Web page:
at what they’ve been able to produce already: cars that drive
themselves, computers that detect cancer, machines that
instantly translate spoken language. And look at this charming British scientist talking about gradient descent in high-dimensional spaces!
It’s only when you leave the room that you remember:
these “deep learning” systems are still pretty dumb, in spite
of how smart they sometimes seem. A computer that sees a
picture of a pile of doughnuts piled up on a table and captions it, automatically, as “a pile of doughnuts piled on a table”
seems to understand the world; but when that same program
sees a picture of a girl brushing her teeth and says “The boy is
holding a baseball bat,” you realize how thin that understanding really is, if ever it was there at all. Neural nets are just
thoughtless fuzzy pattern recognizers, and as useful as fuzzy
pattern recognizers can be—hence the rush to integrate them
into just about every kind of software—they represent, at
best, a limited brand of intelligence, one that is easily fooled.
A deep neural net that recognizes images can be totally stymied when you change a single pixel, or add visual noise that’s
imperceptible to a human. Indeed, almost as often as we’re
finding new ways to apply deep learning, we’re finding more
of its limits. Self-driving cars can fail to navigate conditions
they’ve never seen before. Machines have trouble parsing sentences that demand common-sense understanding of how the
Deep learning in some ways mimics what goes on in the
human brain, but only in a shallow way—which perhaps
explains why its intelligence can sometimes seem so shallow.
Indeed, backprop wasn’t discovered by probing deep into the
brain, decoding thought itself; it grew out of models of how
animals learn by trial and error in old classical-conditioning
experiments. And most of the big leaps that came about as it
developed didn’t involve some new insight about neuroscience;
they were technical improvements, reached by years of mathematics and engineering. What we know about intelligence is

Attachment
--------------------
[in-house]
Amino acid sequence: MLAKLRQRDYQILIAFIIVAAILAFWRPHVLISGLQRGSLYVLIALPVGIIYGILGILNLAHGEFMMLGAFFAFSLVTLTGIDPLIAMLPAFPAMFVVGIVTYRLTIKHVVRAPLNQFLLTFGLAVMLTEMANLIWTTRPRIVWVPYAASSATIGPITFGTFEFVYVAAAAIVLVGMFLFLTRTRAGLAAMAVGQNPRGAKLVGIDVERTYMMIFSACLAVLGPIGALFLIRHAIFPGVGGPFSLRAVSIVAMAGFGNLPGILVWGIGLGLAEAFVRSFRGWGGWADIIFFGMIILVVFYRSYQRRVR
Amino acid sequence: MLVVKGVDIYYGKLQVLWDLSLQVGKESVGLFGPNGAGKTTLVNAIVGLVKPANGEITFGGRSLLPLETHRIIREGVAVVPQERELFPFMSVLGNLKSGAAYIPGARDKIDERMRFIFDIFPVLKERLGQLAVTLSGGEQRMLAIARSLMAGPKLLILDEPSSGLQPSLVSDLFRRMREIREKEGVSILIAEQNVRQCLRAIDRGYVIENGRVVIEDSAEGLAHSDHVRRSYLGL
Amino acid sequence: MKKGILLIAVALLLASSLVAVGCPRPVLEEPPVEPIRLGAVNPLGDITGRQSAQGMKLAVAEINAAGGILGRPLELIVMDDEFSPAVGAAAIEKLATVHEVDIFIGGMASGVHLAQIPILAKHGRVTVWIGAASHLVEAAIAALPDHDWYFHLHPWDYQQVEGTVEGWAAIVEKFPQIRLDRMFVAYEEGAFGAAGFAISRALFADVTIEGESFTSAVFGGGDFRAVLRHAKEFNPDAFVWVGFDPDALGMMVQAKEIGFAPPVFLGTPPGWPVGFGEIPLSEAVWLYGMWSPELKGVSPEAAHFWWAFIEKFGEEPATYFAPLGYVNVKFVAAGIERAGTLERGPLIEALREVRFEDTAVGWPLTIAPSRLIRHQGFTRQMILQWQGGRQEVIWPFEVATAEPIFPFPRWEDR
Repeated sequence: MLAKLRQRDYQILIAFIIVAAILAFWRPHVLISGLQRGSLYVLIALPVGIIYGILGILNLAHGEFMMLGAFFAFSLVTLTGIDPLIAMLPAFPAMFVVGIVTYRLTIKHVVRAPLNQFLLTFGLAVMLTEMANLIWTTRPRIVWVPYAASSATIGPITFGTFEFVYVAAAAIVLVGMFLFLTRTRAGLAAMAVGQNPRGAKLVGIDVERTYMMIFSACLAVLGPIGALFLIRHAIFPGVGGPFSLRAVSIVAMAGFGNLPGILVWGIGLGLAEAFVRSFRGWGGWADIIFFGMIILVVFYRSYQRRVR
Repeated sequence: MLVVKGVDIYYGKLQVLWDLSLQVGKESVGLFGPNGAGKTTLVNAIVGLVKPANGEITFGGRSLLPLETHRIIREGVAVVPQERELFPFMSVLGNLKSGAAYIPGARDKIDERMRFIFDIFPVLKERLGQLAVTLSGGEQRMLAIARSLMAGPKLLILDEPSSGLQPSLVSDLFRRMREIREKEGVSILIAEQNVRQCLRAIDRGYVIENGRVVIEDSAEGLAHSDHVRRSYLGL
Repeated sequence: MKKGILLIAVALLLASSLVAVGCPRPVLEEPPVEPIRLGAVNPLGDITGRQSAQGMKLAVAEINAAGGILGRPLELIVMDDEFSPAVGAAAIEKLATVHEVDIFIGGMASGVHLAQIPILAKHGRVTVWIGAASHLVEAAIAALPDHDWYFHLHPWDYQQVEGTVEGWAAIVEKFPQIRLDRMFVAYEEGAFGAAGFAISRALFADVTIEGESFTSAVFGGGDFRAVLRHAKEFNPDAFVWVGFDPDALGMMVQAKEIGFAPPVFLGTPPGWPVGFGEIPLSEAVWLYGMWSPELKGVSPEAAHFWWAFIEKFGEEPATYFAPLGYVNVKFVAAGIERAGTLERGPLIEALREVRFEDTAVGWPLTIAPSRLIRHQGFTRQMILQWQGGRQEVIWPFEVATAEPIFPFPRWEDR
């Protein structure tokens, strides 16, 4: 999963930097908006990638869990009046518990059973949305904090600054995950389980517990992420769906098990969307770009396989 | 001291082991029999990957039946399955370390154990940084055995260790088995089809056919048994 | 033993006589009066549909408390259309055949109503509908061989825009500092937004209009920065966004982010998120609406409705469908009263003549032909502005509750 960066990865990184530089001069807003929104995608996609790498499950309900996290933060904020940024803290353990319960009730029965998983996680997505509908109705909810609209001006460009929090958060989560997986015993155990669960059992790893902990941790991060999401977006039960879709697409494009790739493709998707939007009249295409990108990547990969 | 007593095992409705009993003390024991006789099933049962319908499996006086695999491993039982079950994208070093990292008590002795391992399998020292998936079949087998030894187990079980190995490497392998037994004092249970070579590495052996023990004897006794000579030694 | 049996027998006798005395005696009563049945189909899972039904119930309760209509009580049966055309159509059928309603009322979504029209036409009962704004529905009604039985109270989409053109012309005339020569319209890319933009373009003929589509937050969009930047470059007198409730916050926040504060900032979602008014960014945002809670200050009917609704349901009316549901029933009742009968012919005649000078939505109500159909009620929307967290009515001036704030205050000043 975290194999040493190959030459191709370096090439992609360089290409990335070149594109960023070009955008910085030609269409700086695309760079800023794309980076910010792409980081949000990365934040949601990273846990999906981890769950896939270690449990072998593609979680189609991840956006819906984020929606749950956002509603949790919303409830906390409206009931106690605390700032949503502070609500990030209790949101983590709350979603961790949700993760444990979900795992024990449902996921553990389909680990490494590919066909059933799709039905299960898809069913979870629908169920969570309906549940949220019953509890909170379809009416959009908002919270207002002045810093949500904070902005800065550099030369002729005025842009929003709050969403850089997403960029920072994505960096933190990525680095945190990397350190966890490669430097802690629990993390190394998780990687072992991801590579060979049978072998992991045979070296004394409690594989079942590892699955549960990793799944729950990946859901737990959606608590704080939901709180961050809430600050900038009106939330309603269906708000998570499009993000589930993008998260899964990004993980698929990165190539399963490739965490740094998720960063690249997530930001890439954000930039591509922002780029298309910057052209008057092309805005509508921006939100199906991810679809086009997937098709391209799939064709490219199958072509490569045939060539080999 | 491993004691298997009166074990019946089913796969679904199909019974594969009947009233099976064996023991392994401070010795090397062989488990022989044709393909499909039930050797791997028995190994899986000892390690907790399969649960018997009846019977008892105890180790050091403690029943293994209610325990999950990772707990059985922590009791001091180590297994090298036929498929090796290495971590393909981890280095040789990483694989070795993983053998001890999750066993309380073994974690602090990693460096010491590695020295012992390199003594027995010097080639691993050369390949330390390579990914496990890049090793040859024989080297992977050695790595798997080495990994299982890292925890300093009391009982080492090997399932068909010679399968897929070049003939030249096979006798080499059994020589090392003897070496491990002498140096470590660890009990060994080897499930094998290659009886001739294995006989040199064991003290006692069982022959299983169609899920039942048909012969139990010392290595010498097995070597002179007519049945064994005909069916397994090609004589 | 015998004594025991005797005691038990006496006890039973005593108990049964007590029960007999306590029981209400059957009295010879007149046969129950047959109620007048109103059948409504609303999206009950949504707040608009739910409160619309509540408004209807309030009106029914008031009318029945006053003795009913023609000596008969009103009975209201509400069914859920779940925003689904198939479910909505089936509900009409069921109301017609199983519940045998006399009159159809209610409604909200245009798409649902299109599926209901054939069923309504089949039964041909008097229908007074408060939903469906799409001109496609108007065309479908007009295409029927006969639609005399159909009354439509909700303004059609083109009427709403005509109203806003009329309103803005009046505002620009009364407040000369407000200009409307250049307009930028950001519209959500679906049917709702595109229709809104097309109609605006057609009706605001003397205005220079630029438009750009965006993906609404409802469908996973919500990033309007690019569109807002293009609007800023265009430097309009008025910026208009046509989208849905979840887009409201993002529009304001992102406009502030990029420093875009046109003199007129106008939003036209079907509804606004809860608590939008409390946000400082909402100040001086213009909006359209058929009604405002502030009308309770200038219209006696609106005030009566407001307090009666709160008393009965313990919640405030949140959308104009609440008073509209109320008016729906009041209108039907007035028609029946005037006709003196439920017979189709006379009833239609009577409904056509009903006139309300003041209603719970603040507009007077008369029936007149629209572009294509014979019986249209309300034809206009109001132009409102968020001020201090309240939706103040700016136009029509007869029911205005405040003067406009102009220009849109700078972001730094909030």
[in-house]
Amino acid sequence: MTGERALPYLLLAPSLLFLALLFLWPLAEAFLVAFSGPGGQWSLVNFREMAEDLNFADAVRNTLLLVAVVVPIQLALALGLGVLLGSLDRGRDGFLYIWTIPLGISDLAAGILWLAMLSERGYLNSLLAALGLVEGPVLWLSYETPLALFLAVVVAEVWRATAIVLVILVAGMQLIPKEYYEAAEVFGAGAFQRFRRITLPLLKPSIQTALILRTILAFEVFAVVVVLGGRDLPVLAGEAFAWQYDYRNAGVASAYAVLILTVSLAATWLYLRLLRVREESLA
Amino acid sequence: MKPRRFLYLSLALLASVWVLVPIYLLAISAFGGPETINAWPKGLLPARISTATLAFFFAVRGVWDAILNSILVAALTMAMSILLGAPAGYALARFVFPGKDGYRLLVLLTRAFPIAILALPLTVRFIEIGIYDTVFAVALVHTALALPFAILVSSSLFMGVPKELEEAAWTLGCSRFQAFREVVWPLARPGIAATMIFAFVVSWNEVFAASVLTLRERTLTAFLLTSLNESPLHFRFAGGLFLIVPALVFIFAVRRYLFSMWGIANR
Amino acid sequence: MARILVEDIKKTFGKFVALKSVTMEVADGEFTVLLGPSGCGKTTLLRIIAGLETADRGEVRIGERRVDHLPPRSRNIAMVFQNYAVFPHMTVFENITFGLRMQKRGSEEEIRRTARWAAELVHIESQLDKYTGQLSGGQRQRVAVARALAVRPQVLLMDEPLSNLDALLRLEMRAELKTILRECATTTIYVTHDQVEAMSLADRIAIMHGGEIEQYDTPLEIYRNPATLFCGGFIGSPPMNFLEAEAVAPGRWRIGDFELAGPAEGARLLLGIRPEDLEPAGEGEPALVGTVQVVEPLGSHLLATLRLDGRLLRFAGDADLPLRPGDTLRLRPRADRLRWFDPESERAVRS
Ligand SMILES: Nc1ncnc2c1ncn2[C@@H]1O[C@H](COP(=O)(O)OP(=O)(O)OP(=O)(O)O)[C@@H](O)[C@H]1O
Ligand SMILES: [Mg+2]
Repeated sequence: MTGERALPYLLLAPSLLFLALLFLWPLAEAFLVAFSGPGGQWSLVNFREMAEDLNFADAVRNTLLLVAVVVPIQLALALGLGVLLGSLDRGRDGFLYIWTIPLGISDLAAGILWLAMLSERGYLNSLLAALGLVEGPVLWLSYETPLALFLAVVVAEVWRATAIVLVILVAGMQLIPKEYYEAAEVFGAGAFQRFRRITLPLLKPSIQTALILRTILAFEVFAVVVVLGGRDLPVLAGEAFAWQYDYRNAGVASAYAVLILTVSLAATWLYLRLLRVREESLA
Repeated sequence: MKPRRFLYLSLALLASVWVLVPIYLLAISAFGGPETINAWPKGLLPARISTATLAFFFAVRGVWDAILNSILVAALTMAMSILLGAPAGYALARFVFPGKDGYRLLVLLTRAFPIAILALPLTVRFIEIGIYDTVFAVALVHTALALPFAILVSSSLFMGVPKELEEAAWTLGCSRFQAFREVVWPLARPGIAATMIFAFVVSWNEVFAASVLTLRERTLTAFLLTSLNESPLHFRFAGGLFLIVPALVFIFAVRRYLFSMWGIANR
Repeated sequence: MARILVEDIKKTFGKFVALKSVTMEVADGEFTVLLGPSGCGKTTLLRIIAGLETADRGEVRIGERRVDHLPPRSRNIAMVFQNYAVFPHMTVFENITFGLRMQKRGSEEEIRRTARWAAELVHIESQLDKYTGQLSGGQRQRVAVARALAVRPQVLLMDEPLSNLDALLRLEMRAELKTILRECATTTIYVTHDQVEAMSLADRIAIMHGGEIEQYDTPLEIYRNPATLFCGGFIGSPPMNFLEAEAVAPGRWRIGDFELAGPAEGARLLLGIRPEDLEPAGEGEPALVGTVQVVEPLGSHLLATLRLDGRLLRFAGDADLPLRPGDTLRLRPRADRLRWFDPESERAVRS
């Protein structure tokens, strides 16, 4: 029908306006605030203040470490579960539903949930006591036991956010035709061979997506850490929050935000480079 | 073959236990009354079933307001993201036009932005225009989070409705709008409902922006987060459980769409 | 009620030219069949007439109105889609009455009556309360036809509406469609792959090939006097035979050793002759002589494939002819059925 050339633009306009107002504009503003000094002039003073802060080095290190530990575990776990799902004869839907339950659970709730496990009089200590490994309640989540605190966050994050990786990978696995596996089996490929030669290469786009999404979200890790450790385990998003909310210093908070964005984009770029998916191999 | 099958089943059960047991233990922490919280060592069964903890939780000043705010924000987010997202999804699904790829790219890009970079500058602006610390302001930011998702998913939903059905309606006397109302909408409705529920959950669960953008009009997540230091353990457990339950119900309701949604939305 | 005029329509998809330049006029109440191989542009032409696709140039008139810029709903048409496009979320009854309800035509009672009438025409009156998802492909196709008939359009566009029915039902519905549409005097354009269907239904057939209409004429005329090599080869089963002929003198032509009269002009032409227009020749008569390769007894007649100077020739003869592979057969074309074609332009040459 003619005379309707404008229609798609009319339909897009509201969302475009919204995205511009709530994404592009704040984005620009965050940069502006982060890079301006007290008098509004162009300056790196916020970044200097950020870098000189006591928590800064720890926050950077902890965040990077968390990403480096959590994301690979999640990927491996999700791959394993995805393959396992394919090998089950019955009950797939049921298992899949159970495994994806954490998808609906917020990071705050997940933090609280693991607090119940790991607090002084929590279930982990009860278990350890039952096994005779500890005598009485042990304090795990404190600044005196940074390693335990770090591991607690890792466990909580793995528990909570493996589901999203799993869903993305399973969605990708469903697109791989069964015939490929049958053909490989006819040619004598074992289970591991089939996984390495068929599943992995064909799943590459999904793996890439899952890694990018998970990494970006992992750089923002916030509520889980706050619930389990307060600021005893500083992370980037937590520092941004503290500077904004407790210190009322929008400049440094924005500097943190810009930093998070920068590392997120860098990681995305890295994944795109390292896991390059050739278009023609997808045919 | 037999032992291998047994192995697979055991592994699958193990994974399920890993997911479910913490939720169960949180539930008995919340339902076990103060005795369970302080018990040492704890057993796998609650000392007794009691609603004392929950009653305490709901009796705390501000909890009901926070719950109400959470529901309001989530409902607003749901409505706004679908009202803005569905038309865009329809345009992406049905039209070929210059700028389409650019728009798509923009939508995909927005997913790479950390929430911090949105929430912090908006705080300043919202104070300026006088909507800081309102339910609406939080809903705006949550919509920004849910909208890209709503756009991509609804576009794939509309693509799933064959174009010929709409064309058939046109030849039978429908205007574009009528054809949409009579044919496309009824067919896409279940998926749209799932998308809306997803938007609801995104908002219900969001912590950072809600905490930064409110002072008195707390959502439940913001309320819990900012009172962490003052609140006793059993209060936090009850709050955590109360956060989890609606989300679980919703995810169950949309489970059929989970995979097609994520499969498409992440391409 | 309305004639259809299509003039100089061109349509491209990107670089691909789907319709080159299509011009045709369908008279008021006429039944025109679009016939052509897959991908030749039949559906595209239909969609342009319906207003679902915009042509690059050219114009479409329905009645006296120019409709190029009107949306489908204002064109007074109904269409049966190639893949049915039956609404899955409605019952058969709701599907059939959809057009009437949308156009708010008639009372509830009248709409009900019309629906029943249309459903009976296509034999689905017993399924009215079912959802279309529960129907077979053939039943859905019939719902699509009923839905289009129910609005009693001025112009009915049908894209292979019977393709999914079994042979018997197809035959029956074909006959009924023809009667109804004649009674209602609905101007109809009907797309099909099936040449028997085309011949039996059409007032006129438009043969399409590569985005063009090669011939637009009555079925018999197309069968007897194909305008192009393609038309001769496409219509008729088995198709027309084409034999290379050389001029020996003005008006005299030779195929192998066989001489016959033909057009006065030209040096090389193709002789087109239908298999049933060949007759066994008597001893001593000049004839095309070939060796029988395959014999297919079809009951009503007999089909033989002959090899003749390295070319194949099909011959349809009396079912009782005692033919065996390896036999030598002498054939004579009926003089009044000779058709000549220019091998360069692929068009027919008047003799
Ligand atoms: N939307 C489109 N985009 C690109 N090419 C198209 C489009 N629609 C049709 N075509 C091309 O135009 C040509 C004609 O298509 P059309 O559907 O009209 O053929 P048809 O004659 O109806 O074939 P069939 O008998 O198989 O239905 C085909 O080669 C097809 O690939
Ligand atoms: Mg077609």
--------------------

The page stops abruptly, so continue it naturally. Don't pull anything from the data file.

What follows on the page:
nothing against the vastness of what we still don’t know.
David Duvenaud, an assistant professor in the same
department as Hinton at the University of Toronto, says deep
learning has been somewhat like engineering before physics.
“Someone writes a paper and says, ‘I made this bridge and it
stood up!’ Another guy has a paper: ‘I made this bridge and
it fell down—but then I added pillars, and then it stayed up.’
Then pillars are a hot new thing. Someone comes up with
arches, and it’s like, ‘Arches are great!’” With physics, he says,
“you can actually understand what’s going to work and why.”
Only recently, he says, have we begun to move into that phase
of actual understanding with artificial intelligence.
Hinton himself says, “Most conferences consist of making
minor variations … as opposed to thinking hard and saying,
‘What is it about what we’re doing now that’s really deficient?
What does it have difficulty with? Let’s focus on that.’”
It can be hard to appreciate this from the outside, when
all you see is one great advance touted after another. But the
latest sweep of progress in AI has been less science than engi-
neering, even tinkering. And though we’ve started to get a
better handle on what kinds of changes will improve deep-
learning systems, we’re still largely in the dark about how those
systems work, or whether they could ever add up to something
as powerful as the human mind.
It’s worth asking whether we’ve wrung nearly all we can
out of backprop. If so, that might mean a plateau for progress
in artificial intelligence.
If you want to see the next big thing, something that could
form the basis of machines with a much more flexible intelligence, you should probably check out research that resembles what you would’ve found had you encountered backprop
in the ’80s: smart people plugging away on ideas that don’t
really work yet.
A few months ago I went to the Center for Minds, Brains,
and Machines, a multi-institutional effort headquartered at
MIT, to watch a friend of mine, Eyal Dechter, defend his dissertation in cognitive science. Just before the talk started, his
wife Amy, their dog Ruby, and their daughter Susannah were
milling around, wishing him well. On the screen was a picture of Ruby, and next to it one of Susannah as a baby. When
Dad asked Susannah to point herself out, she happily slapped
a long retractable pointer against her own baby picture. On
the way out of the room, she wheeled a toy stroller behind
her mom and yelled “Good luck, Daddy!” over her shoulder.
“Vámanos!” she said finally. She’s two.
Eyal started his talk with a beguiling question: How is it
that Susannah, after two years of experience, can learn to talk,
to play, to follow stories? What is it about the human brain
that makes it learn so well? Will a computer ever be able to
learn so quickly and so fluidly?
We make sense of new phenomena in terms of things we
already understand. We break a domain down into pieces and
learn the pieces. Eyal is a mathematician and computer programmer, and he thinks about tasks—like making a soufflé—as
really complex computer programs. But it’s not as if you learn
to make a soufflé by learning every one of the program’s zillion
micro-instructions, like “Rotate your elbow 30 degrees, then
look down at the countertop, then extend your pointer finger,